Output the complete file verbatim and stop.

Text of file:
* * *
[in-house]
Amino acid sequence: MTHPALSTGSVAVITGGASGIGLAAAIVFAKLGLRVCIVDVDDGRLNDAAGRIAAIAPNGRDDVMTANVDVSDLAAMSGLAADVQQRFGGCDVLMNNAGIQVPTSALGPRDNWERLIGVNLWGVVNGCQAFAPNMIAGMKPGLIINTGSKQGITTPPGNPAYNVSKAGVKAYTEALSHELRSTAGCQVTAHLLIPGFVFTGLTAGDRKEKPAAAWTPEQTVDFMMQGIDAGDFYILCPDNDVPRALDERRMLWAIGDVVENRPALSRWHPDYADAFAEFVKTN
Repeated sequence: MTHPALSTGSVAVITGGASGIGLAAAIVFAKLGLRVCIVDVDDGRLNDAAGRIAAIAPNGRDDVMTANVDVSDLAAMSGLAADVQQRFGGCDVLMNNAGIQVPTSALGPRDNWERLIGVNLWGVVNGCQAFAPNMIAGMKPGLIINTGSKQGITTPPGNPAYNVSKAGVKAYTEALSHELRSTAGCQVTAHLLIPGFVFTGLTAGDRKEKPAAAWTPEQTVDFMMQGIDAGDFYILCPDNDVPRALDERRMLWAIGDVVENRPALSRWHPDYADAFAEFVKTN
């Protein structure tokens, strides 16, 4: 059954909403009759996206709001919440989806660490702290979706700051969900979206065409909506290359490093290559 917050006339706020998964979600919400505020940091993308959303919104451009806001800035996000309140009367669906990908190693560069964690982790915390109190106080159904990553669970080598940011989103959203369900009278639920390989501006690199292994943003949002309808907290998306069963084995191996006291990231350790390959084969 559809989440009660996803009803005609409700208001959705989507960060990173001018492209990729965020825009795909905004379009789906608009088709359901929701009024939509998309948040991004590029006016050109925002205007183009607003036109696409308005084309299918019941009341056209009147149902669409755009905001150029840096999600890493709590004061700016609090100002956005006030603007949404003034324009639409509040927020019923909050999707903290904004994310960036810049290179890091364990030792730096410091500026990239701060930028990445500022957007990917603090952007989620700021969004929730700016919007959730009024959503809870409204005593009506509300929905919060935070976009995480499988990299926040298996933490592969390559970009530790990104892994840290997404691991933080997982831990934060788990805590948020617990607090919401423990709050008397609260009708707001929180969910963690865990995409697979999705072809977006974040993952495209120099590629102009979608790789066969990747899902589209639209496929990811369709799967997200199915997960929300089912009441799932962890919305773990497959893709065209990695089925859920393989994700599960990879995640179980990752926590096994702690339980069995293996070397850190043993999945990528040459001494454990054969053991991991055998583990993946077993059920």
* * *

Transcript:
[in-house]
Amino acid sequence: MTHPALSTGSVAVITGGASGIGLAAAIVFAKLGLRVCIVDVDDGRLNDAAGRIAAIAPNGRDDVMTANVDVSDLAAMSGLAADVQQRFGGCDVLMNNAGIQVPTSALGPRDNWERLIGVNLWGVVNGCQAFAPNMIAGMKPGLIINTGSKQGITTPPGNPAYNVSKAGVKAYTEALSHELRSTAGCQVTAHLLIPGFVFTGLTAGDRKEKPAAAWTPEQTVDFMMQGIDAGDFYILCPDNDVPRALDERRMLWAIGDVVENRPALSRWHPDYADAFAEFVKTN
Repeated sequence: MTHPALSTGSVAVITGGASGIGLAAAIVFAKLGLRVCIVDVDDGRLNDAAGRIAAIAPNGRDDVMTANVDVSDLAAMSGLAADVQQRFGGCDVLMNNAGIQVPTSALGPRDNWERLIGVNLWGVVNGCQAFAPNMIAGMKPGLIINTGSKQGITTPPGNPAYNVSKAGVKAYTEALSHELRSTAGCQVTAHLLIPGFVFTGLTAGDRKEKPAAAWTPEQTVDFMMQGIDAGDFYILCPDNDVPRALDERRMLWAIGDVVENRPALSRWHPDYADAFAEFVKTN
């Protein structure tokens, strides 16, 4: 059954909403009759996206709001919440989806660490702290979706700051969900979206065409909506290359490093290559 917050006339706020998964979600919400505020940091993308959303919104451009806001800035996000309140009367669906990908190693560069964690982790915390109190106080159904990553669970080598940011989103959203369900009278639920390989501006690199292994943003949002309808907290998306069963084995191996006291990231350790390959084969 559809989440009660996803009803005609409700208001959705989507960060990173001018492209990729965020825009795909905004379009789906608009088709359901929701009024939509998309948040991004590029006016050109925002205007183009607003036109696409308005084309299918019941009341056209009147149902669409755009905001150029840096999600890493709590004061700016609090100002956005006030603007949404003034324009639409509040927020019923909050999707903290904004994310960036810049290179890091364990030792730096410091500026990239701060930028990445500022957007990917603090952007989620700021969004929730700016919007959730009024959503809870409204005593009506509300929905919060935070976009995480499988990299926040298996933490592969390559970009530790990104892994840290997404691991933080997982831990934060788990805590948020617990607090919401423990709050008397609260009708707001929180969910963690865990995409697979999705072809977006974040993952495209120099590629102009979608790789066969990747899902589209639209496929990811369709799967997200199915997960929300089912009441799932962890919305773990497959893709065209990695089925859920393989994700599960990879995640179980990752926590096994702690339980069995293996070397850190043993999945990528040459001494454990054969053991991991055998583990993946077993059920």